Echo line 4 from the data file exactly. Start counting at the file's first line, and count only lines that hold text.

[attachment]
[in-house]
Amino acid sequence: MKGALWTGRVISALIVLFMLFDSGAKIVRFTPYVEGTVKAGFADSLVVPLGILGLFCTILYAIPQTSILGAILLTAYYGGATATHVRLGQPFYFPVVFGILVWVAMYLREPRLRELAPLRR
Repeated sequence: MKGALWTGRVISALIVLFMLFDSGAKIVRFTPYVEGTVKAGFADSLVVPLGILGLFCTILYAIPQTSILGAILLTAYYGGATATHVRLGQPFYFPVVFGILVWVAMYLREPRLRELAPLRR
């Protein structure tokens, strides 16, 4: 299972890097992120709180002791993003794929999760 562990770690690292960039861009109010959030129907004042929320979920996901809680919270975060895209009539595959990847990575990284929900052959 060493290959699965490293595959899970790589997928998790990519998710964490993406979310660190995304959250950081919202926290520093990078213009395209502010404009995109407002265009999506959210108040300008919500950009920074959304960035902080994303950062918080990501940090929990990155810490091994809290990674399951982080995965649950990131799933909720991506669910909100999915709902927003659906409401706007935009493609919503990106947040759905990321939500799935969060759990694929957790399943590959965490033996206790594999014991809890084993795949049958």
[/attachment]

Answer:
């Protein structure tokens, strides 16, 4: 299972890097992120709180002791993003794929999760 562990770690690292960039861009109010959030129907004042929320979920996901809680919270975060895209009539595959990847990575990284929900052959 060493290959699965490293595959899970790589997928998790990519998710964490993406979310660190995304959250950081919202926290520093990078213009395209502010404009995109407002265009999506959210108040300008919500950009920074959304960035902080994303950062918080990501940090929990990155810490091994809290990674399951982080995965649950990131799933909720991506669910909100999915709902927003659906409401706007935009493609919503990106947040759905990321939500799935969060759990694929957790399943590959965490033996206790594999014991809890084993795949049958």